I think one of the things that's helped this show be successful is that so many people have a personal connection to [Carole] and her music. The lyrics, both those that she wrote and that her ex-husband longtime writing partner Gerry Goffin wrote, are both universal and personal. People can kind of give their own meaning to the music.
What people don't think about is what she was actually going through while she was actually writing these songs and her personal connection. People think about their own personal connection to her music but not necessarily hers. What was going on the first time she sat down to play "Will You Love Me Tomorrow" looking at her husband Gerry's lyrics for the first time. That, I think, is what's really interesting.
You've been living with this music in the show for four years now. Between the time you started and now is there a song that resonates differently with you today than when you first started?
"Natural Woman" was this enigma for me. It's obviously one of her most well-known songs because of Aretha Franklin's cover. Those lyrics are kind of abstract to me. I didn't really know what she meant. Her husband wrote [it] so… he was his own genius. He was able to write from a more feminine perspective in a way that you'd never guess a man wrote that song. That was kind of elusive to me, what a natural woman is and what she means.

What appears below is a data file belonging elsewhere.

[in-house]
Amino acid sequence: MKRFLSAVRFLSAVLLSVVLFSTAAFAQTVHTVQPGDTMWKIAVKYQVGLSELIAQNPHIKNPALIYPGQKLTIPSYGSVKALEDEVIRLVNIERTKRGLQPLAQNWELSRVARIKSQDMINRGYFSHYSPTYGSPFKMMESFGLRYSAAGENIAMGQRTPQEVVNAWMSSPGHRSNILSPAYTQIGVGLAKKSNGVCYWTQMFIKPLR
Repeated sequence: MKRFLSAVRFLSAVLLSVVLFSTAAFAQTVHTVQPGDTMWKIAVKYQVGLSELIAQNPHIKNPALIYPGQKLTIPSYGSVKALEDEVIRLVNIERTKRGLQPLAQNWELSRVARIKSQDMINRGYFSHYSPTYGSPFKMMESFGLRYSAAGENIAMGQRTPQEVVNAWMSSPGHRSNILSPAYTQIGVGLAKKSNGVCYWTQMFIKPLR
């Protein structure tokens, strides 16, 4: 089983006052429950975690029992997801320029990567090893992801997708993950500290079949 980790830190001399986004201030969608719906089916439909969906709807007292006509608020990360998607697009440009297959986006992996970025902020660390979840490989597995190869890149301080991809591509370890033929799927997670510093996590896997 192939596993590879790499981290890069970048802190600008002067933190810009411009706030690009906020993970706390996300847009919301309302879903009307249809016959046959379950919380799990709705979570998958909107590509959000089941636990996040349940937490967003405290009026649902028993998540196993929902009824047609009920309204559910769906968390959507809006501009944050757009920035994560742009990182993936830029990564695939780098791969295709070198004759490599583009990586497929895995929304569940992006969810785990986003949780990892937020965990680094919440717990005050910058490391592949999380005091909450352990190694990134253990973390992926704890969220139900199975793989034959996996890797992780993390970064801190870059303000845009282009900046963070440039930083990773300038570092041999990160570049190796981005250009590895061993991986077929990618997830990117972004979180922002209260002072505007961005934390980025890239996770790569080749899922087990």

To add another layer on, what's happening in the show, when she sings that song is that she has gone through a divorce and is recording Tapestry in California; she's moved across the country. Her record producer thinks she needs one more song and it's "Natural Woman" because it's such a special, incredible song.
She says it's too painful to sing it. [Her] ex-husband wrote the lyrics and [she] can't look at it. There are a lot of different layers. [The producer] finally convinces her to give it one try in the studio. It's a really joyful song but at the time she sings it it's painful and it becomes joyful. She doesn't need anyone to feel beautiful and good enough. And, essentially, what's a natural woman is you accepting yourself and feeling enough.
That, at least, is what that song, in that moment, is to me. I had to go through my own heartbreak and my own self-acceptance while in this show to actually get what she was going through in that moment when singing those lyrics. The meaning of those lyrics has grown in the last four, five years and gotten richer and deeper for me.